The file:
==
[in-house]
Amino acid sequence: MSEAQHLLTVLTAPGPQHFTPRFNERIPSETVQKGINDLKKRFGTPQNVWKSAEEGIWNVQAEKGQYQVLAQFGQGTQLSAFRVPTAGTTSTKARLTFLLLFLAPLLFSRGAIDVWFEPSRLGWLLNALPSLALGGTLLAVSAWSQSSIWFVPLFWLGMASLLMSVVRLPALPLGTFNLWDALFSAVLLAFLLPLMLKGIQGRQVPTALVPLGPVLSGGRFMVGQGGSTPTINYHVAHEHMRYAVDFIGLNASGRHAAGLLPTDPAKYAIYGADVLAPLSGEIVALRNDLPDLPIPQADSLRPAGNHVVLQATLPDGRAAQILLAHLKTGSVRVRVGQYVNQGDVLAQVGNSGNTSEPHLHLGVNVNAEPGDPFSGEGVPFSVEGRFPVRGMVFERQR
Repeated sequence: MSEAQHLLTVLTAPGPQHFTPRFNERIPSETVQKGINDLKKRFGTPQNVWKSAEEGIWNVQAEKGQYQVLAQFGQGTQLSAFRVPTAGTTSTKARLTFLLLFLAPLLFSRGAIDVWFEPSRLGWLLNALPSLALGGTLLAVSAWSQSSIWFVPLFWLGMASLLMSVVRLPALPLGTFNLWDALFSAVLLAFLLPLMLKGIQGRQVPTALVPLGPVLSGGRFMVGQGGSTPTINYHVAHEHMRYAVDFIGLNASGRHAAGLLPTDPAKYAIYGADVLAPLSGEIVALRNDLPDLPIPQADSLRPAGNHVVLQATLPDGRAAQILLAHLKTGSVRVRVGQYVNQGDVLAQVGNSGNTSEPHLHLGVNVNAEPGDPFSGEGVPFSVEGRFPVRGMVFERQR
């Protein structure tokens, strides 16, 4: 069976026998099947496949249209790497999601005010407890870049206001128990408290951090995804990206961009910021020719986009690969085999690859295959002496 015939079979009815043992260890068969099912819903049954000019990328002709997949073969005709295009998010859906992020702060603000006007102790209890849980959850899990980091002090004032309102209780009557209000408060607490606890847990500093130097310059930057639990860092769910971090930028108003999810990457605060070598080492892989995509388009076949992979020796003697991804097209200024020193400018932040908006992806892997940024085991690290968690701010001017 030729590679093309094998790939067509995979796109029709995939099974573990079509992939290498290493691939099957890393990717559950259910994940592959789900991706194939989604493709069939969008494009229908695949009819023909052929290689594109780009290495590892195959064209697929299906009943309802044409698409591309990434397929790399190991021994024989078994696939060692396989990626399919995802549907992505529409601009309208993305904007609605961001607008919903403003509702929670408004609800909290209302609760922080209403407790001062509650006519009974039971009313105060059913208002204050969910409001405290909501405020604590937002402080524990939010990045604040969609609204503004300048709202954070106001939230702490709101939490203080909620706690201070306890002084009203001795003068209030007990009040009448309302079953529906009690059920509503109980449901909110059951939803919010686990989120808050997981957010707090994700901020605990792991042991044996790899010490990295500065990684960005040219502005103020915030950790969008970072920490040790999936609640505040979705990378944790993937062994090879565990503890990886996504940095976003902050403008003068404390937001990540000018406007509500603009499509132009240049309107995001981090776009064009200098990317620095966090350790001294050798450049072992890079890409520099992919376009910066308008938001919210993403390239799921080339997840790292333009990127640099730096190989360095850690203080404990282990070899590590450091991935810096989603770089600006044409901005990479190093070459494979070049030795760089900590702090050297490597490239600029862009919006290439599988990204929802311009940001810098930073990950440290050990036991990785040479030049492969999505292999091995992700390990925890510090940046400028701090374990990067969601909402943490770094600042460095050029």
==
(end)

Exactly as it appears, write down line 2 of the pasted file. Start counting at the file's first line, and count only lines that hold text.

Amino acid sequence: MSEAQHLLTVLTAPGPQHFTPRFNERIPSETVQKGINDLKKRFGTPQNVWKSAEEGIWNVQAEKGQYQVLAQFGQGTQLSAFRVPTAGTTSTKARLTFLLLFLAPLLFSRGAIDVWFEPSRLGWLLNALPSLALGGTLLAVSAWSQSSIWFVPLFWLGMASLLMSVVRLPALPLGTFNLWDALFSAVLLAFLLPLMLKGIQGRQVPTALVPLGPVLSGGRFMVGQGGSTPTINYHVAHEHMRYAVDFIGLNASGRHAAGLLPTDPAKYAIYGADVLAPLSGEIVALRNDLPDLPIPQADSLRPAGNHVVLQATLPDGRAAQILLAHLKTGSVRVRVGQYVNQGDVLAQVGNSGNTSEPHLHLGVNVNAEPGDPFSGEGVPFSVEGRFPVRGMVFERQR